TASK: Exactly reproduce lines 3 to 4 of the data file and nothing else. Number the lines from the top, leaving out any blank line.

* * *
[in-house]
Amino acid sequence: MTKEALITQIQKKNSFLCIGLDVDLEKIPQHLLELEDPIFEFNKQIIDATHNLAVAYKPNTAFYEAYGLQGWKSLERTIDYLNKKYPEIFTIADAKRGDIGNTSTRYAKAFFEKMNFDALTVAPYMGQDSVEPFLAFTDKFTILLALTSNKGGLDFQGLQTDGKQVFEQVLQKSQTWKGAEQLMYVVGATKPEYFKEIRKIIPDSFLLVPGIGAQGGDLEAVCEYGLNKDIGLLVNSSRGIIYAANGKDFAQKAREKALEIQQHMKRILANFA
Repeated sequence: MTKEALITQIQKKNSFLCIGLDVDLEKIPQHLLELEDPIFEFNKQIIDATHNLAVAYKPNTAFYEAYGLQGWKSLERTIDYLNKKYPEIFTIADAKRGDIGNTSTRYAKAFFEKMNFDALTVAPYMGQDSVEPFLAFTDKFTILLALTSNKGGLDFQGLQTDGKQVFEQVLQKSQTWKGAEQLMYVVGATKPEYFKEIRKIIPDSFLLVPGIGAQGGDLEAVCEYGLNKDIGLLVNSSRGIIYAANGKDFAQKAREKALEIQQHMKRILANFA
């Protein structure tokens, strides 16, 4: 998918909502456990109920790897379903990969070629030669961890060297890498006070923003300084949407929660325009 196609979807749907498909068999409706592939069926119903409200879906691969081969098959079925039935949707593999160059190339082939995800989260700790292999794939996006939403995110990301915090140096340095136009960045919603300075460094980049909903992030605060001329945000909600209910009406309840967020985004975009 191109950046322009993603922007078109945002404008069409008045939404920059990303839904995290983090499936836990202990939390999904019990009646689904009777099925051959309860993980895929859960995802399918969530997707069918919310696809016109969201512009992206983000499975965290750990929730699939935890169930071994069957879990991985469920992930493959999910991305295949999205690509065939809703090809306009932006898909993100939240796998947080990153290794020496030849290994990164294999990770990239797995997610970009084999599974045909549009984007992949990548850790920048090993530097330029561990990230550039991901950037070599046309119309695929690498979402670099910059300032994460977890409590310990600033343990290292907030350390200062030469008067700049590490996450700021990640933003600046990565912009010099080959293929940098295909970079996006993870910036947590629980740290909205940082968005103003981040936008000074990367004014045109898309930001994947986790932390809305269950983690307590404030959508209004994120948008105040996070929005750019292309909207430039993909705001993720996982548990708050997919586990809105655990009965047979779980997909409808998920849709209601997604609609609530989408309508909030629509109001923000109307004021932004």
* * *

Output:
Repeated sequence: MTKEALITQIQKKNSFLCIGLDVDLEKIPQHLLELEDPIFEFNKQIIDATHNLAVAYKPNTAFYEAYGLQGWKSLERTIDYLNKKYPEIFTIADAKRGDIGNTSTRYAKAFFEKMNFDALTVAPYMGQDSVEPFLAFTDKFTILLALTSNKGGLDFQGLQTDGKQVFEQVLQKSQTWKGAEQLMYVVGATKPEYFKEIRKIIPDSFLLVPGIGAQGGDLEAVCEYGLNKDIGLLVNSSRGIIYAANGKDFAQKAREKALEIQQHMKRILANFA
């Protein structure tokens, strides 16, 4: 998918909502456990109920790897379903990969070629030669961890060297890498006070923003300084949407929660325009 196609979807749907498909068999409706592939069926119903409200879906691969081969098959079925039935949707593999160059190339082939995800989260700790292999794939996006939403995110990301915090140096340095136009960045919603300075460094980049909903992030605060001329945000909600209910009406309840967020985004975009 191109950046322009993603922007078109945002404008069409008045939404920059990303839904995290983090499936836990202990939390999904019990009646689904009777099925051959309860993980895929859960995802399918969530997707069918919310696809016109969201512009992206983000499975965290750990929730699939935890169930071994069957879990991985469920992930493959999910991305295949999205690509065939809703090809306009932006898909993100939240796998947080990153290794020496030849290994990164294999990770990239797995997610970009084999599974045909549009984007992949990548850790920048090993530097330029561990990230550039991901950037070599046309119309695929690498979402670099910059300032994460977890409590310990600033343990290292907030350390200062030469008067700049590490996450700021990640933003600046990565912009010099080959293929940098295909970079996006993870910036947590629980740290909205940082968005103003981040936008000074990367004014045109898309930001994947986790932390809305269950983690307590404030959508209004994120948008105040996070929005750019292309909207430039993909705001993720996982548990708050997919586990809105655990009965047979779980997909409808998920849709209601997604609609609530989408309508909030629509109001923000109307004021932004």